Press Releases

Putting the brakes on modern diesels hinders climate protection

Berlin, 07 April 2016

Statement by the German Association of the Automotive Industry (VDA) for the conference of environment ministers

It would be fundamentally mistaken to give diesels a bad name. Modern Euro 6 diesel vehicles have up to 25 percent better fuel economy and up to 15 percent lower CO2 emissions than gasoline vehicles. So anyone who says “Yes” to climate protection will find that diesels are essential. The environment ministers of the German states are also aware of that.

Furthermore, nitrogen oxide emissions from Euro 6 vehicles are around two thirds lower than those from their predecessors – both in the laboratory and on the roads. New Euro 6 diesels are clean and economical. The more of them that come onto the roads quickly, the better it will be for air quality.

In Western Europe over half of all new cars sold are diesels. And half of the new diesels sold in Western Europe bear a German group badge. In the future diesels will continue to play a major role in Western Europe.

Those wishing to put the brakes on modern diesels will move further away from the CO2 target and hindering climate protection. That cannot be what policy is aiming for.

People who call for increased petroleum tax on diesel should also mention that the motor-vehicle tax on diesel passenger cars is roughly double that on gasoline-powered cars. To compensate for this cost disadvantage, a diesel car has to do a high mileage every year. It would also send out the wrong climate-policy signal if the most CO2-efficient internal combustion engine was made more expensive.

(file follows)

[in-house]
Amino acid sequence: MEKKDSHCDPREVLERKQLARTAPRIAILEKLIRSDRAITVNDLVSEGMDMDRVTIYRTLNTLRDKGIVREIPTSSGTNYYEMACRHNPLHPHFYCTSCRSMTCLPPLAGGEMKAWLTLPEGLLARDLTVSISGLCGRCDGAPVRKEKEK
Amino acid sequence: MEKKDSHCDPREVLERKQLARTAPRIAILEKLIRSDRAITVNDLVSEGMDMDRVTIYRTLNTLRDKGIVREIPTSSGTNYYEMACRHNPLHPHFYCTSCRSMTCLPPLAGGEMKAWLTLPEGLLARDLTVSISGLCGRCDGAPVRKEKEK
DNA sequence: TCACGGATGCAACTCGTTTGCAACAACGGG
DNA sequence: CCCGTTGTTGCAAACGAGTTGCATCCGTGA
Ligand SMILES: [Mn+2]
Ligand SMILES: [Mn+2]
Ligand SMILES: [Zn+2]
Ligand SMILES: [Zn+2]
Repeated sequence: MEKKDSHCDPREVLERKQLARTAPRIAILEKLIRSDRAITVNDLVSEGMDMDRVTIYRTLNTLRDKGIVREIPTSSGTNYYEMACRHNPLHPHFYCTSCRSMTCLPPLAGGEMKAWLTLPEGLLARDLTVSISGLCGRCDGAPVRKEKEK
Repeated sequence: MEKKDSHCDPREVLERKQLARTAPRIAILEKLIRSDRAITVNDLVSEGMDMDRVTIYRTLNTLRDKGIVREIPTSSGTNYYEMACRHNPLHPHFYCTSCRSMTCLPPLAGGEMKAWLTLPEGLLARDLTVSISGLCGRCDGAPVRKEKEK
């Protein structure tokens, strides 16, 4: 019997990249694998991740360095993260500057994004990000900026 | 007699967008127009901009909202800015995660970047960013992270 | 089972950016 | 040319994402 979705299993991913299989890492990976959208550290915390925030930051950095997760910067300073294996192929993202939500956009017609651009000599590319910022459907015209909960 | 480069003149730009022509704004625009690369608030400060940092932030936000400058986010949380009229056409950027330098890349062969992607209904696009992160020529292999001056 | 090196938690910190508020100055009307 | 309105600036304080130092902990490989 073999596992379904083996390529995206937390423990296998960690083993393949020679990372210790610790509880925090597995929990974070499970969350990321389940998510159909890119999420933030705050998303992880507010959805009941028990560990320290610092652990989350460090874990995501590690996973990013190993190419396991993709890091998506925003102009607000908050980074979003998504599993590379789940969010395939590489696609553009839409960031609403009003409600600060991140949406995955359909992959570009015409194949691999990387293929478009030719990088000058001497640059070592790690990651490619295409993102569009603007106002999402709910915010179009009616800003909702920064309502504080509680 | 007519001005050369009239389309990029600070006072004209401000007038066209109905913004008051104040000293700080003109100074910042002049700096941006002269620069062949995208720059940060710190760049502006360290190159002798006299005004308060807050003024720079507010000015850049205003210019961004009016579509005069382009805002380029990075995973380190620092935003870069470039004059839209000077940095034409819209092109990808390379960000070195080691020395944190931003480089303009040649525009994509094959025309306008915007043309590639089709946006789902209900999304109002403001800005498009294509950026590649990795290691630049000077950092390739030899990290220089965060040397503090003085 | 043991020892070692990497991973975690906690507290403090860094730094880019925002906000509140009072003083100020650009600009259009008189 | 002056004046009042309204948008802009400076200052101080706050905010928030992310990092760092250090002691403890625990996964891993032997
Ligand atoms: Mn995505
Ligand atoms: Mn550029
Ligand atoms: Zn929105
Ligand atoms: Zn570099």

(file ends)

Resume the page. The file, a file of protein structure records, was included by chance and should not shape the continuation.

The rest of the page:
Because diesels have such good fuel economy, they dominate company cars: 68 percent of all newly registered company cars have a diesel engine. German group brands account for 86 percent of all new registrations of company cars. Out of the 3.2 million passenger cars newly registered in Germany in 2015, a good third were company cars. Anyone who attempts to increase the already heavy taxation on company cars – which is not a subsidy – would be harming a key part of domestic passenger car production.

Eckehart Rotter
Eckehart Rotter Head of Department Press

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